Martin Karplus, Michael Levitt and Arieh Warshel won the 2013 Nobel Prize For Chemistry on Wednesday "for the development of multiscale models for complex chemical systems."
Because chemical reactions occur so quickly, they're often difficult for scientists to see and understand. In the 1970s, the Nobel laureates laid the foundation for programs that make it possible to map the mysterious ways of chemistry by using computers.
Karplus, an American and Austrian citizen, is affiliated with the Universite de Strasbourg in France and Harvard University. Levitt, an American, British and Israeli citizen, is a professor of cancer research at Stanford. And Warshel, an American and Israeli citizen, is a distinguished professor at the University of Southern California in Los Angeles.
The prize, which is awarded by the Royal Swedish Academy of Sciences in Stockholm, is given to those "who shall have made the most important chemical discovery or improvement."
More from the Associated Press:
STOCKHOLM (AP) — Martin Karplus, Michael Levitt and Arieh Warshel won this year's Nobel Prize in chemistry on Wednesday for laying the foundation for the computer models used to understand and predict chemical processes.
The Royal Swedish Academy of Sciences said their research in the 1970s has helped scientists develop programs that unveil chemical processes such as the purification of exhaust fumes or the photosynthesis in green leaves.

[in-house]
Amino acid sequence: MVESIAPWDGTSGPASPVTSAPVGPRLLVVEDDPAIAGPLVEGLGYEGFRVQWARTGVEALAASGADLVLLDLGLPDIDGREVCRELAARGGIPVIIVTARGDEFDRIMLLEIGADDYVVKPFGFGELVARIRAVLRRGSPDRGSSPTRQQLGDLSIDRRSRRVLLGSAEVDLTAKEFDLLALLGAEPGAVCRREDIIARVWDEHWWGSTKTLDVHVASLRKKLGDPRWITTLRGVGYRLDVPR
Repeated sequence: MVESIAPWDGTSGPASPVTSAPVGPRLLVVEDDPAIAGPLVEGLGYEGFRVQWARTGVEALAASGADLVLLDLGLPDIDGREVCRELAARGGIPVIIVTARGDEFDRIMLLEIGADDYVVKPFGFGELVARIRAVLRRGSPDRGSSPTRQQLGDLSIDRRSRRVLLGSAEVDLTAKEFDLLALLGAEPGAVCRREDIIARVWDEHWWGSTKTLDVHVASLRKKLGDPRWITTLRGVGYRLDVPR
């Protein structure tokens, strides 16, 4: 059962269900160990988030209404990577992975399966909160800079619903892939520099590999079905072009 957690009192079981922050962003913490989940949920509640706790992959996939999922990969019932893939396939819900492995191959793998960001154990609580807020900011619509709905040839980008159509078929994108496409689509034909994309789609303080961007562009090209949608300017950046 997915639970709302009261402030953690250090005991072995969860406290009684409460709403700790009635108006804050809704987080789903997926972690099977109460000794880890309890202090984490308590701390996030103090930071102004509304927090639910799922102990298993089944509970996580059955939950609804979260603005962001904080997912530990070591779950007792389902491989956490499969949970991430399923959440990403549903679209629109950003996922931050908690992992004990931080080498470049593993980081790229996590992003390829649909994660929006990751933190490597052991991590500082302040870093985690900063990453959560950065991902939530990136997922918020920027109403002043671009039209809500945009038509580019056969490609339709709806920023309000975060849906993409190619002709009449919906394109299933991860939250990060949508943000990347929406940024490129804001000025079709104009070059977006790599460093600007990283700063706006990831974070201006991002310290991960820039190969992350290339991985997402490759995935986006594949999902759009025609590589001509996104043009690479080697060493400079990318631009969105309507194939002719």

"The work of Karplus, Levitt and Warshel is ground-breaking in that they managed to make Newton's classical physics work side-by-side with the fundamentally different quantum physics," the academy said. "Previously, chemists had to choose to use either/or."
Karplus, a U.S. and Austrian citizen, is affiliated with the University of Strasbourg, France, and Harvard University. The academy said Levitt is a British, U.S., and Israeli citizen and a professor at the Stanford University School of Medicine. Warshel is a U.S. and Israeli citizen affiliated with the University of Southern California in Los Angeles.
Warshel told a news conference in Stockholm by telephone that he was "extremely happy" to be awakened in the middle of the night in Los Angeles to find out he had won the prize and looks forward to collecting the award in the Swedish capital in December.
"In short what we developed is a way which requires computers to look, to take the structure of the protein and then to eventually understand how exactly it does what it does," Warshel said.
Earlier this week, three Americans won the Nobel Prize in medicine for discoveries about how key substances are moved around within cells and the physics award went to British and Belgian scientists whose theories help explain how matter formed after the Big Bang.
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